A gold industry obsessed with containing costs and minimizing risks will find itself at the edge of a cliff by 2020 as supply tightens, according to one of the most profitable producers.
Despite prices recovering from 2015 lows, the industry has been slow to reinvest in exploration or sustaining capital, Randgold Resources Ltd. Chief Executive Officer Mark Bristow said. Half of the gold coming out of the ground isn’t profitable to mine based on the true extraction costs, he said.
“The one thing this industry does very well is mine gold at a loss,” Bristow told analysts at a breakfast meeting in Toronto on Friday. The weakening outlook is being masked by a focus on all-in-sustaining costs rather than cash costs, he said.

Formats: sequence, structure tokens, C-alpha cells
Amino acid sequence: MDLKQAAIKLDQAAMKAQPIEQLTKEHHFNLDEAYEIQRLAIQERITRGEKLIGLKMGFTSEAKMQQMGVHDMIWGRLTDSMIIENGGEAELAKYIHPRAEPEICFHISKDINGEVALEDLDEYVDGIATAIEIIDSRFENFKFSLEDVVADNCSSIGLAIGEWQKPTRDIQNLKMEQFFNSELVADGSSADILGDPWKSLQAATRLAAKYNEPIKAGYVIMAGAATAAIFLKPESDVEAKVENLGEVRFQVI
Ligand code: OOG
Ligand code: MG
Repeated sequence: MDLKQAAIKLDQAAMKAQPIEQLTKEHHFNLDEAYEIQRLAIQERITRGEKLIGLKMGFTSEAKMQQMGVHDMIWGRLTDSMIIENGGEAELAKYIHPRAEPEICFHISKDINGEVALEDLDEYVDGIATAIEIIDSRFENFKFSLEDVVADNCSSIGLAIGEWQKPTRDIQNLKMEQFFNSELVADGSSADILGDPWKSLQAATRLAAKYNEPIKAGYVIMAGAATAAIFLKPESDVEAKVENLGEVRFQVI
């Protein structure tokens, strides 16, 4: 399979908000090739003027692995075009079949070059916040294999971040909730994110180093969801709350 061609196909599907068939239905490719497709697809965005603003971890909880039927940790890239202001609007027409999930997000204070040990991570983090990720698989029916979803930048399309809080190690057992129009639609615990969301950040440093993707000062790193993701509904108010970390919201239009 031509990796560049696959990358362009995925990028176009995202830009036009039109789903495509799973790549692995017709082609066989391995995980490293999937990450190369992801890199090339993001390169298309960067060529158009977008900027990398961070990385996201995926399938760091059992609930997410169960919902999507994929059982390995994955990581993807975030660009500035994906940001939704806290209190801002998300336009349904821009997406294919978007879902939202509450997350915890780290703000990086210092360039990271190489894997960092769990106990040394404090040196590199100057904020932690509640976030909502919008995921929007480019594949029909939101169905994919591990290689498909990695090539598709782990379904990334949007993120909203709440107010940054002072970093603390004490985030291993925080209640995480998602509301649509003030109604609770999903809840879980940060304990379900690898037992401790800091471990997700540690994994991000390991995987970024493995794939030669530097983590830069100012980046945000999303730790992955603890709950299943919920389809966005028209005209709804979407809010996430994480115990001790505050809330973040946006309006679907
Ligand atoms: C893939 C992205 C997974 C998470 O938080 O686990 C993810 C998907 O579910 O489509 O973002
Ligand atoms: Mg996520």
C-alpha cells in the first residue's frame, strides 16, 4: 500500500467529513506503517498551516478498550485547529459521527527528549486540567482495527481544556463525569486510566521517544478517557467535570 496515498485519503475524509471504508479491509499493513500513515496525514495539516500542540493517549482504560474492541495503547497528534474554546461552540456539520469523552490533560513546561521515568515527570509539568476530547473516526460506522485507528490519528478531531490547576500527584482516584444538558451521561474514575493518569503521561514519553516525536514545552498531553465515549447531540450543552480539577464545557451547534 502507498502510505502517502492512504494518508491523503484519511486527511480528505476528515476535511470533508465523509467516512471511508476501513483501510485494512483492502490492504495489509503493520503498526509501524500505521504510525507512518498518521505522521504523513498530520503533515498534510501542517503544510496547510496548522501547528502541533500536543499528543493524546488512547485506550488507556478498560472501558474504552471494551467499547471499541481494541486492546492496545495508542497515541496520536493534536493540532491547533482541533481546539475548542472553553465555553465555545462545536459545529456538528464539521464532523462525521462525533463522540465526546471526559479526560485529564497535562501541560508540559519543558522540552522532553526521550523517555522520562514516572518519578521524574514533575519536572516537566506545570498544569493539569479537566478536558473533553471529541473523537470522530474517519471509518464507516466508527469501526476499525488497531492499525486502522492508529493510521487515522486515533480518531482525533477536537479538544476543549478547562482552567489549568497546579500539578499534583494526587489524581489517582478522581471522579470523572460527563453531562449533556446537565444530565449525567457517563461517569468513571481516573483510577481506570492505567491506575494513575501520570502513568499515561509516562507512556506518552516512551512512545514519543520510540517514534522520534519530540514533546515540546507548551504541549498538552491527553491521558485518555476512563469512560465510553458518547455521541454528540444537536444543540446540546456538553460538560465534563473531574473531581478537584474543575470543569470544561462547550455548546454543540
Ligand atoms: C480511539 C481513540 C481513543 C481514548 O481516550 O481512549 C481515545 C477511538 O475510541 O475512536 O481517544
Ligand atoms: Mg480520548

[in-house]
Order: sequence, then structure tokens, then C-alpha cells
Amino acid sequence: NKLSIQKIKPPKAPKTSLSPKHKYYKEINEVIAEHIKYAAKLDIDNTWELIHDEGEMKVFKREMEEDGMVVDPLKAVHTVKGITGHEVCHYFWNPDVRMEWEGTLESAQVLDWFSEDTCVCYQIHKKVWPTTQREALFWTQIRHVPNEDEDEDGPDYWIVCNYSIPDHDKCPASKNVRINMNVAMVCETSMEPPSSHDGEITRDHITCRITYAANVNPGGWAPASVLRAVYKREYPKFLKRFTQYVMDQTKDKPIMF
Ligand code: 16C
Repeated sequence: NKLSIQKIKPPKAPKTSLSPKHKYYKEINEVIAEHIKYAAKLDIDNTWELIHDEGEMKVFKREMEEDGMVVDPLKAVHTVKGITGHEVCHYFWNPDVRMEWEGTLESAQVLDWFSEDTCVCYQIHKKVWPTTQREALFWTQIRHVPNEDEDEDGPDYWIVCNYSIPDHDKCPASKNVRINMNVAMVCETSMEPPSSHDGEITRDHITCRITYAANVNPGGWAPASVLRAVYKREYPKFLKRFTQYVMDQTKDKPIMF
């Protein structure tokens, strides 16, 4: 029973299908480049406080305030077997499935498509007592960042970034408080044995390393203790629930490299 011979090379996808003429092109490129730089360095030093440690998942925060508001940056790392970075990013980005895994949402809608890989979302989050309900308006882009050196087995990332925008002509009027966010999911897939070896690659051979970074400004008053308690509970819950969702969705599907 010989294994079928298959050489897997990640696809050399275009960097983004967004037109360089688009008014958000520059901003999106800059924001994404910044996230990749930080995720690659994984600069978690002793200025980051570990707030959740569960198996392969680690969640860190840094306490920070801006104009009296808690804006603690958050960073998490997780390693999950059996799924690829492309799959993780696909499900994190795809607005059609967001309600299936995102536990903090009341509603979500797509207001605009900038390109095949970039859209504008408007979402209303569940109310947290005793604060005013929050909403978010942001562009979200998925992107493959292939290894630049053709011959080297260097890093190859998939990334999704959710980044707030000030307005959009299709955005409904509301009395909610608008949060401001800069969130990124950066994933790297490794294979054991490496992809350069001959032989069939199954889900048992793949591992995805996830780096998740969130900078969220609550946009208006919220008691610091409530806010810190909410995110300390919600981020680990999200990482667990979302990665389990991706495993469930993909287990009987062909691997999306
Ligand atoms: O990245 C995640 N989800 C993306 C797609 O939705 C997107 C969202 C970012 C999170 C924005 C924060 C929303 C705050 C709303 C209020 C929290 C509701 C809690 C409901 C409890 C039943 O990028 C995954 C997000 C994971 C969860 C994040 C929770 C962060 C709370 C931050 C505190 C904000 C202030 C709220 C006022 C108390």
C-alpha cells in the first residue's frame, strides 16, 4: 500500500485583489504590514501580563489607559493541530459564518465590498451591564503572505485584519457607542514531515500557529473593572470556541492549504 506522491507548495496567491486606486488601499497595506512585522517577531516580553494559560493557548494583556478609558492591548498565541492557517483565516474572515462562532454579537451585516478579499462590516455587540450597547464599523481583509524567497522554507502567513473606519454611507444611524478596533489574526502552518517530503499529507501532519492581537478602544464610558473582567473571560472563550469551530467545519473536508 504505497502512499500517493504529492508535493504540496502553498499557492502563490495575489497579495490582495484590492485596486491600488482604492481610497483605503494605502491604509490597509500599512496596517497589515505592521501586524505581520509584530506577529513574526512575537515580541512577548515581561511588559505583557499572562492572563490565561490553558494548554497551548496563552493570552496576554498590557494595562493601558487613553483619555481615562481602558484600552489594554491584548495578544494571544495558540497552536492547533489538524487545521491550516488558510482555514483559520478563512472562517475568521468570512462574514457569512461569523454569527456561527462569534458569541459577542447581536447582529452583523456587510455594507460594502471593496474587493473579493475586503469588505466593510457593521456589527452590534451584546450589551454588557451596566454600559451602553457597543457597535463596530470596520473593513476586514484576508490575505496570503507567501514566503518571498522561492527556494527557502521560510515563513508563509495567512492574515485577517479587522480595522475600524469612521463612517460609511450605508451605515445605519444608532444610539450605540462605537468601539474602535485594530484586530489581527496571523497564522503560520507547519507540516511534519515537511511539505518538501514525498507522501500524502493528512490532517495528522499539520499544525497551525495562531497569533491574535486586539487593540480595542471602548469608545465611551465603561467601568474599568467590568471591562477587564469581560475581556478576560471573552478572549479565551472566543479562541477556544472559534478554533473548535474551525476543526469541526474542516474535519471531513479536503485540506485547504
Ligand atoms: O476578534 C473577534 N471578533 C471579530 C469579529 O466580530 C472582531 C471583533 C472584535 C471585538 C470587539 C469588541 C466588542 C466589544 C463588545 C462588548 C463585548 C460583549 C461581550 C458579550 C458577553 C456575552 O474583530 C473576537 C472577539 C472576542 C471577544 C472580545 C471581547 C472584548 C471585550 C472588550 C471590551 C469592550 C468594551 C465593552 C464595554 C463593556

While companies can lower AISC and boost earnings by reducing spending to sustain operations or tightening exploration budgets, the tactic erodes asset quality in the long run, the CEO said.
Similarly, severe damage has been done by high-grading, which shortens the life of a mine by focusing on the best quality ore. Since 2007, grades have dropped from an average of 2.5 grams a ton to about 1 gram, Bristow said.
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